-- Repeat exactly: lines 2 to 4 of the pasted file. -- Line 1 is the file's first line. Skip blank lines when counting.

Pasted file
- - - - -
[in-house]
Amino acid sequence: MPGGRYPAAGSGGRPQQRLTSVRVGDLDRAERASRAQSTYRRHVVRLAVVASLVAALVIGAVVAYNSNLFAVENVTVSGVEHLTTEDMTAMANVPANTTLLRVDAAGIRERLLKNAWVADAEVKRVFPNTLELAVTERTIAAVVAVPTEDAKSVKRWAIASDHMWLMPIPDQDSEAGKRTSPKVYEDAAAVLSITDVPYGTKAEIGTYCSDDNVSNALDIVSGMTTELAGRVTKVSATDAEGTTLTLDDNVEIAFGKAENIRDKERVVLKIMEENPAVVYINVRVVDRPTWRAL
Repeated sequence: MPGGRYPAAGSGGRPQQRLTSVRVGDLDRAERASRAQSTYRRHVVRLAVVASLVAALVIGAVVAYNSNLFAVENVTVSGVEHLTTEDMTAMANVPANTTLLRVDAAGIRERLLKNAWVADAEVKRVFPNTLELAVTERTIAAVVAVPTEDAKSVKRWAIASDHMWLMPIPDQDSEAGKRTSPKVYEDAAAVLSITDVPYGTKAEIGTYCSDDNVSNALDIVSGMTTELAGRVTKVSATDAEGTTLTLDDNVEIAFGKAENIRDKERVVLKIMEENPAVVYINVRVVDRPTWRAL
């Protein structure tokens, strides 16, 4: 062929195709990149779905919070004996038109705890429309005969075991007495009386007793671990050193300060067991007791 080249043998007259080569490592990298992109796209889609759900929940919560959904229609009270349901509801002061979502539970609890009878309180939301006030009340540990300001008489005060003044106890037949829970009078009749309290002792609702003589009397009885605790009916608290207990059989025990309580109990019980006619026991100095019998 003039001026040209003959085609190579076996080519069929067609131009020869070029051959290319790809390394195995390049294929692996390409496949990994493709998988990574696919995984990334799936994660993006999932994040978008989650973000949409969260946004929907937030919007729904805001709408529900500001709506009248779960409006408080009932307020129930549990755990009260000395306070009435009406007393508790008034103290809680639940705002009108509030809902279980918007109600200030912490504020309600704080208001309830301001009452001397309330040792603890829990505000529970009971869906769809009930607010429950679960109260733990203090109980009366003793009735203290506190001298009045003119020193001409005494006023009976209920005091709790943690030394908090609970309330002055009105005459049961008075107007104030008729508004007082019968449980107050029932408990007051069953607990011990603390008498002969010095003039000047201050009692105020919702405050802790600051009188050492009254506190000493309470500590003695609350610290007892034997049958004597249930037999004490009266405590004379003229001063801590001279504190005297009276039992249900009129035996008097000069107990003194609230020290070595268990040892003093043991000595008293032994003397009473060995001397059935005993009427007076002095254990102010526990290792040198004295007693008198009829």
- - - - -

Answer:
Amino acid sequence: MPGGRYPAAGSGGRPQQRLTSVRVGDLDRAERASRAQSTYRRHVVRLAVVASLVAALVIGAVVAYNSNLFAVENVTVSGVEHLTTEDMTAMANVPANTTLLRVDAAGIRERLLKNAWVADAEVKRVFPNTLELAVTERTIAAVVAVPTEDAKSVKRWAIASDHMWLMPIPDQDSEAGKRTSPKVYEDAAAVLSITDVPYGTKAEIGTYCSDDNVSNALDIVSGMTTELAGRVTKVSATDAEGTTLTLDDNVEIAFGKAENIRDKERVVLKIMEENPAVVYINVRVVDRPTWRAL
Repeated sequence: MPGGRYPAAGSGGRPQQRLTSVRVGDLDRAERASRAQSTYRRHVVRLAVVASLVAALVIGAVVAYNSNLFAVENVTVSGVEHLTTEDMTAMANVPANTTLLRVDAAGIRERLLKNAWVADAEVKRVFPNTLELAVTERTIAAVVAVPTEDAKSVKRWAIASDHMWLMPIPDQDSEAGKRTSPKVYEDAAAVLSITDVPYGTKAEIGTYCSDDNVSNALDIVSGMTTELAGRVTKVSATDAEGTTLTLDDNVEIAFGKAENIRDKERVVLKIMEENPAVVYINVRVVDRPTWRAL
């Protein structure tokens, strides 16, 4: 062929195709990149779905919070004996038109705890429309005969075991007495009386007793671990050193300060067991007791 080249043998007259080569490592990298992109796209889609759900929940919560959904229609009270349901509801002061979502539970609890009878309180939301006030009340540990300001008489005060003044106890037949829970009078009749309290002792609702003589009397009885605790009916608290207990059989025990309580109990019980006619026991100095019998 003039001026040209003959085609190579076996080519069929067609131009020869070029051959290319790809390394195995390049294929692996390409496949990994493709998988990574696919995984990334799936994660993006999932994040978008989650973000949409969260946004929907937030919007729904805001709408529900500001709506009248779960409006408080009932307020129930549990755990009260000395306070009435009406007393508790008034103290809680639940705002009108509030809902279980918007109600200030912490504020309600704080208001309830301001009452001397309330040792603890829990505000529970009971869906769809009930607010429950679960109260733990203090109980009366003793009735203290506190001298009045003119020193001409005494006023009976209920005091709790943690030394908090609970309330002055009105005459049961008075107007104030008729508004007082019968449980107050029932408990007051069953607990011990603390008498002969010095003039000047201050009692105020919702405050802790600051009188050492009254506190000493309470500590003695609350610290007892034997049958004597249930037999004490009266405590004379003229001063801590001279504190005297009276039992249900009129035996008097000069107990003194609230020290070595268990040892003093043991000595008293032994003397009473060995001397059935005993009427007076002095254990102010526990290792040198004295007693008198009829």